How many unique pentominoes can you generate with five squares?
Exploring that question is a great way to introduce a unit on pentominoes. Using pentominoes improves spatial skills. Generating them is also a great way to practice flexible thinking. To do this activity you will need:
- Five identical squares for each child (could be plastic or cut from tagboard)
- Graph paper
- Five teacher squares for demonstrating (can be the same as students if using a projector; magnetic ones work well on whiteboards)
- A set of Pentomino pieces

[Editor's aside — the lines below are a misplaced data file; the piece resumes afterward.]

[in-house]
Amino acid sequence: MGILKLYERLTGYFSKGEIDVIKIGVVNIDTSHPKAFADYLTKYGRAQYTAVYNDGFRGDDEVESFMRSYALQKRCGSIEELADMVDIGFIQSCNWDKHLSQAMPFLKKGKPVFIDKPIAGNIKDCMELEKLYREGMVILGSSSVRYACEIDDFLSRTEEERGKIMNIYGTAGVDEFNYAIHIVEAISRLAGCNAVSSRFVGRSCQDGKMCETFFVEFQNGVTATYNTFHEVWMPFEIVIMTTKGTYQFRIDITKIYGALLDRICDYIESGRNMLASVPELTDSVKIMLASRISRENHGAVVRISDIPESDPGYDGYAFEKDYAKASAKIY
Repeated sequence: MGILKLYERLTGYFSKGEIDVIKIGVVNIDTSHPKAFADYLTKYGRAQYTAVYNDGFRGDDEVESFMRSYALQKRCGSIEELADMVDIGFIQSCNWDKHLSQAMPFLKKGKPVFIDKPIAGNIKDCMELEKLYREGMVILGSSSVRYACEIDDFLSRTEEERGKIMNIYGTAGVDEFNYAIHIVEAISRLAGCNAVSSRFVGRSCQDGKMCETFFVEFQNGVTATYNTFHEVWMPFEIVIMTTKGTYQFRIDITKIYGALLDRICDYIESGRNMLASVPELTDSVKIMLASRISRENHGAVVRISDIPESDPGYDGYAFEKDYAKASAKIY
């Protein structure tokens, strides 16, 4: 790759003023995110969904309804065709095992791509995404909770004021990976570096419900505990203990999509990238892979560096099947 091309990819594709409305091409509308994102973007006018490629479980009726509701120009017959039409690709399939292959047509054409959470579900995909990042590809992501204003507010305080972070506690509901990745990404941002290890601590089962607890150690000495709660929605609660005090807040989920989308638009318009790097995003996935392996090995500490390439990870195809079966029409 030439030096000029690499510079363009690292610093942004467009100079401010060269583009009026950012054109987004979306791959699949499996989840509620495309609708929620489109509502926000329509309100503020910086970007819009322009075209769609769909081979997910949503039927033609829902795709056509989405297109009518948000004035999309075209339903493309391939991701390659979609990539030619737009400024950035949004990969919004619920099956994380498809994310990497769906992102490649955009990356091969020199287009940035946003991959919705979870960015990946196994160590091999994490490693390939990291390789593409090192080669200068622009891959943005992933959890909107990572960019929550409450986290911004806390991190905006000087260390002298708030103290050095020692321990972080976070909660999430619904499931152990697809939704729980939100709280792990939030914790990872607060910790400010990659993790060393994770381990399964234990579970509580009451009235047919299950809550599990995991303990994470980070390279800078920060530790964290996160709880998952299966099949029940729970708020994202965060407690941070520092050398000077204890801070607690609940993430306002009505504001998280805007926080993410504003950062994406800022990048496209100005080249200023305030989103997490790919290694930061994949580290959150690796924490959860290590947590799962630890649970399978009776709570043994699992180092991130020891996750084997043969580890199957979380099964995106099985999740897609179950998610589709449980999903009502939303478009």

Explain that a pentomino is a shape made from 5 squares. Each square must touch at least one edge of another square, and the edges must all be lined up evenly.
Ask students to guess how many unique shapes they think can be made. Record the guesses.
Allow students to use their squares to create pentominoes. As pentominoes are discovered, students should record them on their graph paper.
Allow students to share their pentominoes with the class. As students share each shape, show them the identical shape from your pentomino set and identify its letter name. Note that sometimes a shape seems to be unique, but it is actually another shape flipped or rotated. Have students record shapes they are missing on their graph paper.
You should end up with all 12 pentominoes. Compare initial guesses to the actual number of pentominoes possible.
Here are some Pentomino Puzzles.